View Full Version : Soy protein (and products) good or bad?

08-04-2007, 04:11 PM
I am questioning very much if soy protein and soy products are things that I want to ingest.

After reading articles on T-nation and a few other web sites, I'm leaning towards NOT taking in products that are primarily (or major percentage thereof) made with soybeans. The only soy product that seems safe is soy sauce because it is fermented. The fermentation process seems to remove the toxins and other bad properties of soy.

Information on this can be found here:

What do you think?

08-04-2007, 04:23 PM
Yep, fermented is fine. This means natto and miso are safe, too.

I'm quite fond of miso. Natto scares me though. Maybe Maki has a word to say about this sticky stuff...

08-04-2007, 11:08 PM
natto and miso? Don't know what that is. Elaborate?

I'm kinda bummed that soy sources seem to be not so good for people. I started using organic soy milk about 7+ months ago thinking that it was better than the regular cheap cow's milk. Also liked that it came in the vanilla flavor. It cost a little more, but thought I was doing myself a favor—guess not. Organic cow's milk is soooo expensive. I don't want to buy it at $8.00 a gallon versus $3.00 to $3.25 a gallon for the non-organic cow's milk. The processed non-organic cow milk probably isn't all that good for a person either.

Eating/drinking clean food can sure be expensive.

Paul Stagg
08-05-2007, 08:03 AM
There is another thread on this very subject right now.

08-05-2007, 05:28 PM
I didn't see that other thread, sorry. Also, it seems targeted to the problem of estrogen (which is a problem for men). While estrogen is a concern, I'm also wondering about the toxins and other problems of soy products.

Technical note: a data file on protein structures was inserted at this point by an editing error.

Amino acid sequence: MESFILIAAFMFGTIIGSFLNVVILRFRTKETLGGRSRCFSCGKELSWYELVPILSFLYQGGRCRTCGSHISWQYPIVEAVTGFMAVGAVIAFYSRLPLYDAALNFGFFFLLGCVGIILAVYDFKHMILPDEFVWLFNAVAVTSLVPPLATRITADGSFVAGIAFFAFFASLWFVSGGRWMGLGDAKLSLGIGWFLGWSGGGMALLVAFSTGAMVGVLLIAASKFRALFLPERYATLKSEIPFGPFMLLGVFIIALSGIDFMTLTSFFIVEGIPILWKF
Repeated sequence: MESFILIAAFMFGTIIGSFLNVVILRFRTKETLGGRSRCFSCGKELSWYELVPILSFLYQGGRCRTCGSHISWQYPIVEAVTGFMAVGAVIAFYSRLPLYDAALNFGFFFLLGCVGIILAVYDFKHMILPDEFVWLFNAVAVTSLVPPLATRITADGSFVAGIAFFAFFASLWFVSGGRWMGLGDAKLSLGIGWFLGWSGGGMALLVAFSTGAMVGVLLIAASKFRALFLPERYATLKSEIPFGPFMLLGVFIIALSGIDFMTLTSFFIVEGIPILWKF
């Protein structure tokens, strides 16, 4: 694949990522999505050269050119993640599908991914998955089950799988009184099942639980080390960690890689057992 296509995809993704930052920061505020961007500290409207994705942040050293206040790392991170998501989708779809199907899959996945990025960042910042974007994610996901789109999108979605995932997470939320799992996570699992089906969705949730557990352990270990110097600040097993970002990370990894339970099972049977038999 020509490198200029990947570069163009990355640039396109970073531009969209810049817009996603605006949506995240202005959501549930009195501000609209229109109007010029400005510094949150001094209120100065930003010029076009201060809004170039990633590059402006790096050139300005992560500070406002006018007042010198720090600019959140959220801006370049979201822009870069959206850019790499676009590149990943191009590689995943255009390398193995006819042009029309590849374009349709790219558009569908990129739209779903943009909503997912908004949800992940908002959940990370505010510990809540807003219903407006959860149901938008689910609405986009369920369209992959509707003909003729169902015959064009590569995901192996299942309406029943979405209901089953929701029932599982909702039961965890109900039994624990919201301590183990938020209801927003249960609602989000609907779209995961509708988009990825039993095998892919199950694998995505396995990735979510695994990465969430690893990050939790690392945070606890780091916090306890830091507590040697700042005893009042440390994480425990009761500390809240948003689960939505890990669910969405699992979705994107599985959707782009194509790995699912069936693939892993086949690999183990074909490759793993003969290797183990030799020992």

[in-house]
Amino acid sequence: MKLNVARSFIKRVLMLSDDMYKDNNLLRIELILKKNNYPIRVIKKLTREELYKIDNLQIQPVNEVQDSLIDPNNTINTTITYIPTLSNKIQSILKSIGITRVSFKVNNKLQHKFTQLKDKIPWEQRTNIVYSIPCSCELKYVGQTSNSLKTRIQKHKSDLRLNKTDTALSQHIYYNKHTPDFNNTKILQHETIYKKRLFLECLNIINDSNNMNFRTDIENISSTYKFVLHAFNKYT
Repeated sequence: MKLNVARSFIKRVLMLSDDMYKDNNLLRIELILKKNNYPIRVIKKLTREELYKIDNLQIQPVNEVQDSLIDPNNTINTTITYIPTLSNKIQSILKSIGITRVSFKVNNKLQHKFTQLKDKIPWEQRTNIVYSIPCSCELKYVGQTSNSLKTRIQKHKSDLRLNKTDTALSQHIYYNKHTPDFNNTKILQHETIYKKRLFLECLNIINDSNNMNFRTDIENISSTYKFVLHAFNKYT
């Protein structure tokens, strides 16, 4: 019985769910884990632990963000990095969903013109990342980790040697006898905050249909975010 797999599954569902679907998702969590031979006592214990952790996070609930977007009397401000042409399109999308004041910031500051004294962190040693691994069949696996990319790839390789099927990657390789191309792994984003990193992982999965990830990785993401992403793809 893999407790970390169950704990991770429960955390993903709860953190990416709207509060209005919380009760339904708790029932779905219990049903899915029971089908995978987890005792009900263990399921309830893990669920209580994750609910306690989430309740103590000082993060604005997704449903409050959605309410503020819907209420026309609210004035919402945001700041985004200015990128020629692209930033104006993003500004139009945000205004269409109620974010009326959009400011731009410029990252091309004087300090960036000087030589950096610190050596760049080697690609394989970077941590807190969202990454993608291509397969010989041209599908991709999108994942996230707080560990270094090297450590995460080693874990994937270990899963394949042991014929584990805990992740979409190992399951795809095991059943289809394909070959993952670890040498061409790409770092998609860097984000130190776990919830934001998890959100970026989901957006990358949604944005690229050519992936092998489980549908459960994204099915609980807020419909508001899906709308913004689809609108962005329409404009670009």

[following excerpts quoted from this page (http://www.soyonlineservice.co.nz/03toxins.htm)]

Protease Inhibitors
...inhibit the action of proteases (including trypsin) which are enzymes that are involved in the process of dismantling proteins for use by the body. ... (the page also hints at the idea that the inhibitors might contribute to cancer).

... Soybeans contain very high levels of phytate and their are numerous reports of reduced bioavailablity of various metals from foods containing soy ... (seems to reduce the amount of needed metals in food by binding to metal ions such as calcium, copper, iron, manganese and zinc)

There is more to read on that page that may or may not apply to everyone.

Paul Stagg
08-05-2007, 09:33 PM
Don't apologize, I wanted to make sure you saw it, as it might apply to your questions.

08-06-2007, 01:54 AM
Don't apologize, I wanted to make sure you saw it, as it might apply to your questions.

Thanks for letting me know. Here is a short news video (http://webserve.kml.co.nz/soyonlineservice/downloads/Soy_&_Cancer_Prime_TV_14Jan07.wmv) if anyone is interested in seeing it.